Learning a Turbo

JustD

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JustD
New pilot. New owner. Lost… :)

I’m flying a 2006 Cessna T182T with a turbocharged Lycoming TIO-540-AK1A out of Denver. I did all of my training in a normally aspirated 172 so the Prop control and turbo are freaking me out a bit - I suspect I'm overthinking it. The CFI who helped me with the High Performance didn't explain (or, more likely, I didn't ask the right questions) this enough for me.

My goal is to reduce wear and tear on the engine, spend as little as possible on fuel and I don’t care about going fast. I believe I’ve got a good grasp on the concepts of engine management (leaning, CHT, TIT, RoP vs LoP, EGT, etc.) but I haven’t been able to nail down the practical application.

As I’m still getting used to the airplane I’m mostly spending time in the pattern and local practice areas doing maneuvers and I find that my temperatures all seem to be running very low (CHTs peaking at 300 after takeoff but steady at about 275 in short cruise areas).

A few questions:

1 - It seems most of the leaning settings are for cruise. If I’m practicing in the pattern or basic maneuvers in the practice area would I still lean or just leave it at the full forward/~24gph takeoff setting and control power with the throttle? Not to go too far into the rabbit hole yet, but what about the Prop setting when puttering around?

2 - There are lots of references to “Percent or Power” in the POH but obviously no dial labeled that in the plane. What is “65% power”? Manifold pressure? I get about 33” manifold pressure on takeoff so would 21.5” MAP (65% of 33) be my 65% power setting?

The Lycoming Power chart for the TIO540 doesn't even show a 65%, it stops at 80% in the "Best Economy Range" (which is lean of Peak) yet the POH says to cruise between 55 and 88%, and then further says that "Lean of Peak TIT is not approved"

THANKS

-David
 
I won't comment on the POH stuff but I feel like you are using a hammer instead of a screwdriver with regard to aircraft type, lol. A T182T is a traveling machine, great at running up high (Denver does help this somewhat) and hauling a load. Running back and forth to the practice area doing laps around the pattern aren't its forte and it's just costing you a lot of money in fuel burn and hourly rental cost.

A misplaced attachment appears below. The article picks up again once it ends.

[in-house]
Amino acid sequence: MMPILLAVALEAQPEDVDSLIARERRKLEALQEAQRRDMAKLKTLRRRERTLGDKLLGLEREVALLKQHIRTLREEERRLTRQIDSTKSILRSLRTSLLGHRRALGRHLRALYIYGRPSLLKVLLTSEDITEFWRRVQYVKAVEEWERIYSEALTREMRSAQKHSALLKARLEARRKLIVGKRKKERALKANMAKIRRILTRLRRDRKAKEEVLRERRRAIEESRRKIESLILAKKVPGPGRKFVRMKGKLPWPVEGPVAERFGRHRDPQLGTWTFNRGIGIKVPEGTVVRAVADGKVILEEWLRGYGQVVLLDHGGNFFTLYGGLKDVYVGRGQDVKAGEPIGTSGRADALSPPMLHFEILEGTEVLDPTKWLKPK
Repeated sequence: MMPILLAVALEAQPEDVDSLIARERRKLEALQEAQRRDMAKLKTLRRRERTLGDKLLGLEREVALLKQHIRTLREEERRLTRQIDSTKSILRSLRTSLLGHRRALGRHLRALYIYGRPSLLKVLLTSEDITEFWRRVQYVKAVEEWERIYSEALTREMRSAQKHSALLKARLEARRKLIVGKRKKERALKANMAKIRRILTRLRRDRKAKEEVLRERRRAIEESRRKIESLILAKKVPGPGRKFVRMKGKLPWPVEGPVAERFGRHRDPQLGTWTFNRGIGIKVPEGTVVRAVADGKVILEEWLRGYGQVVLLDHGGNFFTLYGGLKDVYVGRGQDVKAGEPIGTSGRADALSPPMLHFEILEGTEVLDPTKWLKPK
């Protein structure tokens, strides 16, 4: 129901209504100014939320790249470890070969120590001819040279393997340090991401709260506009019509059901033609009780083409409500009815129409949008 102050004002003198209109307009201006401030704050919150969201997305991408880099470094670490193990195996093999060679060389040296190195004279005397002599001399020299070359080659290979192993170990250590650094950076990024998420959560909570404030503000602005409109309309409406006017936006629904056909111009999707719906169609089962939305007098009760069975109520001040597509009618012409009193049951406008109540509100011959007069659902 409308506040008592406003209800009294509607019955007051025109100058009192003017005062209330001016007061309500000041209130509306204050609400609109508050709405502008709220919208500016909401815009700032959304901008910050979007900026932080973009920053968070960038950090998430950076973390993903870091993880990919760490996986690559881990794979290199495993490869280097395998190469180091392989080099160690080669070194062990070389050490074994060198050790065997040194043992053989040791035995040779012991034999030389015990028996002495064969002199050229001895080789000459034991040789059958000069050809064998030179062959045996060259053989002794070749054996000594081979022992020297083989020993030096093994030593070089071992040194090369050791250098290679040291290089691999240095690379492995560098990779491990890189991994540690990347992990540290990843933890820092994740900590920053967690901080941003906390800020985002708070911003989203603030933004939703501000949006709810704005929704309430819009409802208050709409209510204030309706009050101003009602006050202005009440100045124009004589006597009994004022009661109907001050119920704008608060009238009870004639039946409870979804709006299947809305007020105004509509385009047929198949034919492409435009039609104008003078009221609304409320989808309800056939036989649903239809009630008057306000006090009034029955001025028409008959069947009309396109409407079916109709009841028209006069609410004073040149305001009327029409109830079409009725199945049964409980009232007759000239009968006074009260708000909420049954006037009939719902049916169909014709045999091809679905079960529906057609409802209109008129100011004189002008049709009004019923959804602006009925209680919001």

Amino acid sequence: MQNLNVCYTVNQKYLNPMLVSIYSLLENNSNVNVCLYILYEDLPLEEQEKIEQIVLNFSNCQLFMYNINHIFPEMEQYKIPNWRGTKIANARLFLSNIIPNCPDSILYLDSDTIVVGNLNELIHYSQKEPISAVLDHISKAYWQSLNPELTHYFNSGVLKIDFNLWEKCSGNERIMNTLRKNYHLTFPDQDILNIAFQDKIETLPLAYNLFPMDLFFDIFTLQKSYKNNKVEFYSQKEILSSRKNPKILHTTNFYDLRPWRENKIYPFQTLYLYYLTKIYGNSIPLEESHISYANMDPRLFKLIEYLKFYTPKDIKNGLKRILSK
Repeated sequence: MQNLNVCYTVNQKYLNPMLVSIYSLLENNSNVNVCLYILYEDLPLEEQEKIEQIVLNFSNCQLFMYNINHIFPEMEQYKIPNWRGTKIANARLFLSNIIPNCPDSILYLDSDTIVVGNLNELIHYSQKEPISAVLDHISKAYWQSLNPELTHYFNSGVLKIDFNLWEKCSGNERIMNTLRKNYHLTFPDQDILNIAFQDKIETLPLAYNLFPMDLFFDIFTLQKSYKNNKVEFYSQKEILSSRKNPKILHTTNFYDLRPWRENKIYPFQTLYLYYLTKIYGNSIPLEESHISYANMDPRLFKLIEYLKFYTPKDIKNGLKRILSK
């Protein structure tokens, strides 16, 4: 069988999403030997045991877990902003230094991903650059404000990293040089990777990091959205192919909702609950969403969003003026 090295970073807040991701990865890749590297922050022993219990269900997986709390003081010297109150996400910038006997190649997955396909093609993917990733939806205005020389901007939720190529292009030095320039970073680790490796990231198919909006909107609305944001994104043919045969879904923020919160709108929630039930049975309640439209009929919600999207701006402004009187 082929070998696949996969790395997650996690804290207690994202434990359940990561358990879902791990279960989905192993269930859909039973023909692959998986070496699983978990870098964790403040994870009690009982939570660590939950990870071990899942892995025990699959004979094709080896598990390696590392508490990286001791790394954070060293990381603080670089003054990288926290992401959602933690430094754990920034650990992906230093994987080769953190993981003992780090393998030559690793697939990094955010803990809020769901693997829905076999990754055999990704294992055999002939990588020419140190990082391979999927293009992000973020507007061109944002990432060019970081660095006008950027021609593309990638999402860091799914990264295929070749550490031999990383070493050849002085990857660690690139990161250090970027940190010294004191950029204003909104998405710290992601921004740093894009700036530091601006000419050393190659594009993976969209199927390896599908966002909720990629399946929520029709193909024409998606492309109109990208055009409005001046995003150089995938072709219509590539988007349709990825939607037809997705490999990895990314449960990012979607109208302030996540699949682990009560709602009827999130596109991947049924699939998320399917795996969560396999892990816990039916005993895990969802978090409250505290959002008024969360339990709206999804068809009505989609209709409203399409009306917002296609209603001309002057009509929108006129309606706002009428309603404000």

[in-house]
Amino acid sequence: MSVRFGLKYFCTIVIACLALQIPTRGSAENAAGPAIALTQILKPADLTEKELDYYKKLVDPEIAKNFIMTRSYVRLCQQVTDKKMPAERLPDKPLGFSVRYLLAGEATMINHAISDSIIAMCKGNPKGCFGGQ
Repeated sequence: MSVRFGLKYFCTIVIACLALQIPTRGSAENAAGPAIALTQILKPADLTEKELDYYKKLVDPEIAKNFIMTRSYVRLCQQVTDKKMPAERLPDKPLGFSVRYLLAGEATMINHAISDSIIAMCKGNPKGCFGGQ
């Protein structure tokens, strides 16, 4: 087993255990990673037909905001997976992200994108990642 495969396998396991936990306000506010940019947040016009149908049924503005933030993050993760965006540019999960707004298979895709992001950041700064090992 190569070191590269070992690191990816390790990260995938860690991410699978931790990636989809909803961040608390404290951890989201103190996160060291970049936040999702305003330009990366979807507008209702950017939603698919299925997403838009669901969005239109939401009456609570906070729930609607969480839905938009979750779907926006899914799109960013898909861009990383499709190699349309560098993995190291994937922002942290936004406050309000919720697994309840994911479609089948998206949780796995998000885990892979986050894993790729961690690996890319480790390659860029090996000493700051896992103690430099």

You should be leaned out for your density altitude, but I wouldn't be worrying about rich of peak/lean of peak issues when you're constantly changing throttle doing maneuvers and such. I'd probably look in the POH for the engine table to find some thing simple like an squared combination (24" manifold/2400 rpm) for running back and forth to the practice area. When actually traveling/cruising use the POH table for establishing an appropriate throttle/prop setting.
 
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Nice plane!! Show some pics if you get a chance. I'd get another CFI who has experience with turbos and get better orientation. Anyone else at your airport also have a turbo Cessna? Maybe look them up and ask questions. Buy them lunch if they'd go up with you.
 
DSC_0247 2.jpg

Mine has a turbo (note the single exhaust and the extra side cowl flaps)....and I run it no different than the others. Use the vernier controls to adjust power....smooth constant changes. No jamming the power. And power reductions....same. Smooth gradual reductions. I don't worry with the 1" per min thingy...just make gradual reductions.

Run up....make sure the oil temp is warm. You won't want to run things up with thick oil. Mine requires 75 deg F and is placarded.

As for cool down....doesn't need it. If you look at the TIT, they will be the coolest during landing. Just don't do a prolonged taxi and the turbo will stay cool. Shuts down like all the others.

Cowl flaps.... use them on taxi and climb out....

Easy peasy....no biggie.;)
 
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Turbos. They simplify life a LOT.

Do you have the Lycoming operations manual for the AK1A? If not google/get it. All my advice below is general/based on my ops , and overridden by the ops manual if there's a conflict. I fly an S1AD.

Yes, depart and climb full rich.
The ops manual should have settings for 75/65% power.
No, you don't calculate 65% the way you did. You're close, but not on it.
I putter around at 2,200 or 2,300 RPM. 55% in my bird is 2,200 at 22" if my memory serves.

Just as an FYI, I'm attaching a power chart for my S1AD. Not for you to use on your engine, but simply for illustration of what you should find for your engine. This came out of the POH from Piper.


IMG_2627.jpg
 
David,

I suggest you train with a CFI who specializes in engine management, and ideally someone who owns (or has owned) an aircraft and engine similar to yours. The added complexity introduces additional failure modes and operating procedures which go beyond a normally aspirated engine. Interestingly, some things are easier in a turbo (e.g. leaning in the climb - no need to do that in a turbo), but a good understanding of why you do what you are doing is essential.